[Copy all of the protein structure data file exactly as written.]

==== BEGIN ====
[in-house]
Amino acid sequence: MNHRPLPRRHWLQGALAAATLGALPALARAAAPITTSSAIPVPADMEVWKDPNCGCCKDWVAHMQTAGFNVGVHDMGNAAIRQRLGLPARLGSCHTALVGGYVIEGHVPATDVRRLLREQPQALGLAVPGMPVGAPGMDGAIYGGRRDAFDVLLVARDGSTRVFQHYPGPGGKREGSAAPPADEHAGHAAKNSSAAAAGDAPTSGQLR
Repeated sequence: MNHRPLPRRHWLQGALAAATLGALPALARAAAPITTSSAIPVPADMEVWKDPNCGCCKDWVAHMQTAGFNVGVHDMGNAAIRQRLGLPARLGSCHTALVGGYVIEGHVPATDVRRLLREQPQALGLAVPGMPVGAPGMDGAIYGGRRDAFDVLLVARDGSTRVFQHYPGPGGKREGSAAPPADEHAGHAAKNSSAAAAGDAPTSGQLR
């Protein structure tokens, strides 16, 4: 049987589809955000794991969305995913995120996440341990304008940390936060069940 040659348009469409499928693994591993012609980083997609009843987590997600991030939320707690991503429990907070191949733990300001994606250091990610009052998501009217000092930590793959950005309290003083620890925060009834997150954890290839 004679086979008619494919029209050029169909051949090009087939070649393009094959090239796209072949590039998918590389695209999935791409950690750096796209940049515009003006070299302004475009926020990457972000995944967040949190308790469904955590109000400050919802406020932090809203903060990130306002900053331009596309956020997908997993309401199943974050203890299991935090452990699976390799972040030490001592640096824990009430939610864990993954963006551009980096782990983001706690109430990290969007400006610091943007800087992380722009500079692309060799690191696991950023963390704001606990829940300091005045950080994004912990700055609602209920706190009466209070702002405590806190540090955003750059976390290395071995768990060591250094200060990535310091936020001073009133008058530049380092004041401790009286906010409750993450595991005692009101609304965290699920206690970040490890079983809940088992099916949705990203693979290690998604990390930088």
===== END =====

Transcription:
[in-house]
Amino acid sequence: MNHRPLPRRHWLQGALAAATLGALPALARAAAPITTSSAIPVPADMEVWKDPNCGCCKDWVAHMQTAGFNVGVHDMGNAAIRQRLGLPARLGSCHTALVGGYVIEGHVPATDVRRLLREQPQALGLAVPGMPVGAPGMDGAIYGGRRDAFDVLLVARDGSTRVFQHYPGPGGKREGSAAPPADEHAGHAAKNSSAAAAGDAPTSGQLR
Repeated sequence: MNHRPLPRRHWLQGALAAATLGALPALARAAAPITTSSAIPVPADMEVWKDPNCGCCKDWVAHMQTAGFNVGVHDMGNAAIRQRLGLPARLGSCHTALVGGYVIEGHVPATDVRRLLREQPQALGLAVPGMPVGAPGMDGAIYGGRRDAFDVLLVARDGSTRVFQHYPGPGGKREGSAAPPADEHAGHAAKNSSAAAAGDAPTSGQLR
């Protein structure tokens, strides 16, 4: 049987589809955000794991969305995913995120996440341990304008940390936060069940 040659348009469409499928693994591993012609980083997609009843987590997600991030939320707690991503429990907070191949733990300001994606250091990610009052998501009217000092930590793959950005309290003083620890925060009834997150954890290839 004679086979008619494919029209050029169909051949090009087939070649393009094959090239796209072949590039998918590389695209999935791409950690750096796209940049515009003006070299302004475009926020990457972000995944967040949190308790469904955590109000400050919802406020932090809203903060990130306002900053331009596309956020997908997993309401199943974050203890299991935090452990699976390799972040030490001592640096824990009430939610864990993954963006551009980096782990983001706690109430990290969007400006610091943007800087992380722009500079692309060799690191696991950023963390704001606990829940300091005045950080994004912990700055609602209920706190009466209070702002405590806190540090955003750059976390290395071995768990060591250094200060990535310091936020001073009133008058530049380092004041401790009286906010409750993450595991005692009101609304965290699920206690970040490890079983809940088992099916949705990203693979290690998604990390930088």